Howick MTB Enduro gets a facelift
Howick - The popular mountain bike Enduro that kick-starts the festival
weekend of riding at the Sappi Howick MTB Classic on Saturday 4 March is
getting a bold make-over, much to the enthusiastic response of the sport's
As a result of the regular harvesting of the plantations, the five-stage
enduro course has been moved to the plantations between the Curry's Post
Road and the N3 freeway, giving the event a total facelift for 2017.
The tracks that have been identified in fact return to trails that have
been hidden under years of tree-fall debris, revitalising a historic
section of the forest that was popular amongst MTB enthusiasts in years
The established trails have been supplemented by newly cut sections, and
interesting features such as the blue shale quarry at the bottom of the
trail network have been pulled into use for added fun.
"All-in-all, the plantation closures have encouraged innovation and
creativity, which the riders get to experience first hand at the Enduro on
the 4th of March," said course designer Gavin Ryan.
The Sappi Howick MTB Classic is the oldest race on the KZN MTB Calendar,
and stays true to its motto of "raw and unplugged mountain biking".
The Enduro event was added to the popular Sappi Howick MTB Classic for the
first time last year, creating a festival of mountain biking in the KZN
midlands, and launching a vibrant new platform where traditional mountain
bikers can test their skills against specialist Enduro riders. The Enduro
race format is unique in that riders are untimed on the liaison stages
which are usually stiff climbs to a high point, after which they clock in
using timing chips to race one of several timed sections.
Enduro racing has gained popularity across the country, with 135 entries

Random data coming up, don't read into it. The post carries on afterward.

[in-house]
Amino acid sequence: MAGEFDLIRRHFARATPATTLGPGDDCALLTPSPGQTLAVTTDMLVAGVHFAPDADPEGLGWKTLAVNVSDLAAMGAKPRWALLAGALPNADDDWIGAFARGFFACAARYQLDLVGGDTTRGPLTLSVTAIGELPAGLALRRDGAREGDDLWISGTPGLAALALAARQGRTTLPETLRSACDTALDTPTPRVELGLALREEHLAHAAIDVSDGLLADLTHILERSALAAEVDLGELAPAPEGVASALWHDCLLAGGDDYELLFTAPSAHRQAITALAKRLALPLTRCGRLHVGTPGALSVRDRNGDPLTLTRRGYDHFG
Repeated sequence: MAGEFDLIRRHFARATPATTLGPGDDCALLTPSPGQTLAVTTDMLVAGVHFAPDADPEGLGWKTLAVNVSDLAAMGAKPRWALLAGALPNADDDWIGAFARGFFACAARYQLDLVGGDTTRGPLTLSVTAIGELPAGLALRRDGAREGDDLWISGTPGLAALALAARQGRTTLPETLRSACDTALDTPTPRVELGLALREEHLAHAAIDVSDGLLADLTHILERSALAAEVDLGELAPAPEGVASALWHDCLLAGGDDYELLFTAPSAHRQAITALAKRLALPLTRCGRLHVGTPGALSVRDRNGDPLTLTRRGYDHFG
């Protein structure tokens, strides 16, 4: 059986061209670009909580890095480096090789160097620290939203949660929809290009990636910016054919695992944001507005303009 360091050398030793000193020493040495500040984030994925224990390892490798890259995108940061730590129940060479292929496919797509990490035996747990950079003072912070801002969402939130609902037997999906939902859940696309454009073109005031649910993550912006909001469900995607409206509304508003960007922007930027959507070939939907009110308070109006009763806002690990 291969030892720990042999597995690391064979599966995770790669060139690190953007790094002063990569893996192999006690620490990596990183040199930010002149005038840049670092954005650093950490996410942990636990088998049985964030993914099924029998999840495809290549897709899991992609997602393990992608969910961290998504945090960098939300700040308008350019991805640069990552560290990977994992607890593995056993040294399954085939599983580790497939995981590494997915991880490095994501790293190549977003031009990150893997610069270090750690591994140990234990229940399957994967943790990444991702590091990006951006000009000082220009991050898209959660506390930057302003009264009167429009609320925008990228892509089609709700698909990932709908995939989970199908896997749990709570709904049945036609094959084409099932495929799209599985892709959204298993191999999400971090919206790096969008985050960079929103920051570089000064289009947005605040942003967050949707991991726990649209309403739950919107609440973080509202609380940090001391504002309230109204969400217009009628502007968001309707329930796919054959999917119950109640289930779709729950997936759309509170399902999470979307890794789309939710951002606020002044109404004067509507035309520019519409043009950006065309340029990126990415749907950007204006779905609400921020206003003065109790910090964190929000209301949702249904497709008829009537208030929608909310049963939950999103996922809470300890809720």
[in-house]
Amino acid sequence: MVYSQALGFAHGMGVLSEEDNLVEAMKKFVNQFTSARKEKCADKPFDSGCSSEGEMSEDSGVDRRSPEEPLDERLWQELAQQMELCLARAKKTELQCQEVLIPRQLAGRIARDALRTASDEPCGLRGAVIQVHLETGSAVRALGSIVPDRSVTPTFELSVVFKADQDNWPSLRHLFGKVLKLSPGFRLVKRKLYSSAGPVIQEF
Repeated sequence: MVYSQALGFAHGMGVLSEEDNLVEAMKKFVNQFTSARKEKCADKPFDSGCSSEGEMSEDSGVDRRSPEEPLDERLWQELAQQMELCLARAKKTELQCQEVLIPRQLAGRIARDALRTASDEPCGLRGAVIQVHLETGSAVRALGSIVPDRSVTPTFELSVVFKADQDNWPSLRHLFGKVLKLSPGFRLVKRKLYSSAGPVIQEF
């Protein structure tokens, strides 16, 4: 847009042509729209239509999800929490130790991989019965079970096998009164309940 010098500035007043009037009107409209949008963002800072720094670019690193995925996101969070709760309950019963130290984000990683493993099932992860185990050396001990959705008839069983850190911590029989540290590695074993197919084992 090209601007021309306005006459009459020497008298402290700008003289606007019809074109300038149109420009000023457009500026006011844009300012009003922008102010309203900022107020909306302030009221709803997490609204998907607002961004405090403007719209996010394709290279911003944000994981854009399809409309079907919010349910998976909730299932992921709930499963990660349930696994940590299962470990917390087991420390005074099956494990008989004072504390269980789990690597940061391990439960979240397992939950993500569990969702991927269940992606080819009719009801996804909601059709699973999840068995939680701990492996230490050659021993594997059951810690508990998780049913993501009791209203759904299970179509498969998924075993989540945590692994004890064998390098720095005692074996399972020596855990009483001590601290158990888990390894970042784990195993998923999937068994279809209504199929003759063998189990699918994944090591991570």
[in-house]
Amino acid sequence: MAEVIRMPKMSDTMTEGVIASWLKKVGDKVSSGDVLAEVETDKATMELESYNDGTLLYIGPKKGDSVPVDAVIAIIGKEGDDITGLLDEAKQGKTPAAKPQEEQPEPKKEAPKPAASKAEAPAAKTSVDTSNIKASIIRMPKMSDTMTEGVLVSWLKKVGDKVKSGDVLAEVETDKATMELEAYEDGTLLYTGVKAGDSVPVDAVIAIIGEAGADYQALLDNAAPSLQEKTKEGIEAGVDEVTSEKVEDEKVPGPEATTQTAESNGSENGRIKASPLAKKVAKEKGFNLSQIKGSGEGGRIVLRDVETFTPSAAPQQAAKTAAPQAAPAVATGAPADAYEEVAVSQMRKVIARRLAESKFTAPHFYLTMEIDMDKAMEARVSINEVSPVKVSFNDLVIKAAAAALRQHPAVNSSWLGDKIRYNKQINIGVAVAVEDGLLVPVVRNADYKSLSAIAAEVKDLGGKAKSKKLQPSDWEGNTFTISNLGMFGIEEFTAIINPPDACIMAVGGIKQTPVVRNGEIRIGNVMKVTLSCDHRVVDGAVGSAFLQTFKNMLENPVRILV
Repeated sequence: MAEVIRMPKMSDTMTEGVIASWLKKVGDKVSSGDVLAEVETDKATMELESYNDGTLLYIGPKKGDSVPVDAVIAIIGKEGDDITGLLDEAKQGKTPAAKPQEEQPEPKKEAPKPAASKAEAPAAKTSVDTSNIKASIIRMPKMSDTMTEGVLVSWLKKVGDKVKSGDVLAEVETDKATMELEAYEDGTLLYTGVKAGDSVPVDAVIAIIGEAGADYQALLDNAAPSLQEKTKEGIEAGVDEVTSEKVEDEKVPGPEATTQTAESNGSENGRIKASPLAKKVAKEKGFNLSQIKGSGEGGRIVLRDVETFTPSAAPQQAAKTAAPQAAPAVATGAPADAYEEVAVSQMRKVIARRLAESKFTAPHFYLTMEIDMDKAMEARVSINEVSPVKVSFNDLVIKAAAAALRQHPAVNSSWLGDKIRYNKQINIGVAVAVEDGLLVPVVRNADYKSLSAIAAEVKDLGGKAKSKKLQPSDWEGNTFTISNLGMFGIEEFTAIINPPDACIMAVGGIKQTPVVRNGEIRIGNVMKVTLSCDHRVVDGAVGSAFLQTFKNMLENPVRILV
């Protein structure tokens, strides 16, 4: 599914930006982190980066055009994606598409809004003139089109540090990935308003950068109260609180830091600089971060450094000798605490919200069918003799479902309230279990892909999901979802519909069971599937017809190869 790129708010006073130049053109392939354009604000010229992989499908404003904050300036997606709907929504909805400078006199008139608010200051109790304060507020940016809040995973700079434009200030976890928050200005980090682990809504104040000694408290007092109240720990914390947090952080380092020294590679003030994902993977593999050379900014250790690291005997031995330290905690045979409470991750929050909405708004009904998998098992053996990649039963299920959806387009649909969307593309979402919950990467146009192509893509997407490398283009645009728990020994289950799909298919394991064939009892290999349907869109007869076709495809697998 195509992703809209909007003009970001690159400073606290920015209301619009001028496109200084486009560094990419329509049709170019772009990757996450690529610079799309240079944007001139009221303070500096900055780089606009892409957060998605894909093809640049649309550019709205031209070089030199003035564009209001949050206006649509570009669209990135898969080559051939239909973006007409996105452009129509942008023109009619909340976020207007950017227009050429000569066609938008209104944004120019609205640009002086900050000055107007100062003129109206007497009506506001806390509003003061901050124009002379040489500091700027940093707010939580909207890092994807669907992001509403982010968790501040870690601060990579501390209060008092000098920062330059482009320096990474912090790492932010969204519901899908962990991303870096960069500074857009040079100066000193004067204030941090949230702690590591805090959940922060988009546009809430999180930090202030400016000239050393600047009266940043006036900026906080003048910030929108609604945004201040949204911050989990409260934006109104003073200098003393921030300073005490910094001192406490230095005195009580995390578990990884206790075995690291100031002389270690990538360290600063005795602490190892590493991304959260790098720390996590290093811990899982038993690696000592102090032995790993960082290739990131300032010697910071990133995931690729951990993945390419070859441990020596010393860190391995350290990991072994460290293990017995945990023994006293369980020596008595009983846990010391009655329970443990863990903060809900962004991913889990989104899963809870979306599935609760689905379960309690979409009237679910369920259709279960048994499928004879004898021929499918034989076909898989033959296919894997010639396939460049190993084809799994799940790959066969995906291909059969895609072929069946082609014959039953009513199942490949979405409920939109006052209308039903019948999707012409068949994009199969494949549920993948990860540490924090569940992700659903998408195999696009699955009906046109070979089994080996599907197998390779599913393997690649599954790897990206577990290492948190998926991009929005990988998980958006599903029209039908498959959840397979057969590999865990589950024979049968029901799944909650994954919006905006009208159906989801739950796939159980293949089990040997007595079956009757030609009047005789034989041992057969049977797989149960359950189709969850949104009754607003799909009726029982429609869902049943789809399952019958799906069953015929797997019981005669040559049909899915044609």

at the first round of the KZN MTB Enduro Series held at St Ives on the
12th of February. The event saw 19 female entries from Sprog through to
Masters, and it is hoped this trend will continue throughout the year.
The revamped courses for the Enduro and the Sunday's three marathon events
spanning rides of 40km, 20km and 10km are part of a natural migration
around the extensive plantations in the region, as the forestry production
needs change year-on-year.
Coupled with the thorough communication from the Howick MTB Club advising
riders of the trails that are affected by the forestry harvesting in
progress, the continual retooling of the trails for the weekend serves to
keep the oldest MTB event in the province fresh.
The raw approach to the trails has struck a chord with MTB enthusiasts who
come back to this event every year, to test their skills and soak up the
unique atmosphere of the area.
"Howick locals expect riders to know how to pedal Ė not just bomb down
hills," said Enduro enthusiast Kathryn Fourie, runner up in the women's
Enduro race last year to Charnť Dreyer.
"Itís this facet that allows even competition between XC and big travel
bikes, where XC riders make up for lack of travel on the short, punchy
uphills that occasionally catch the baggy brigade by surprise.
"Itís riders with an even mixture of skill, fitness, vasbyt and love of
speed that will excel on these kinds of trails," she added.
While entries have started to flood in for the Enduro, which attracted
over 100 riders last year despite a clash with the regional XCO Calendar,
the Howick Enduro should attracts most of the discipline's pace setters,
including the likes of Craig Paul, Tiaan Odendaal, local Keira Duncan,
Shane Martin, and in the women's event Sabine Thies, who missed the Enduro
last year could square up to Fourie and Dreyer as well as the class of
riders like Amy Jane Mundy.
More information can be found at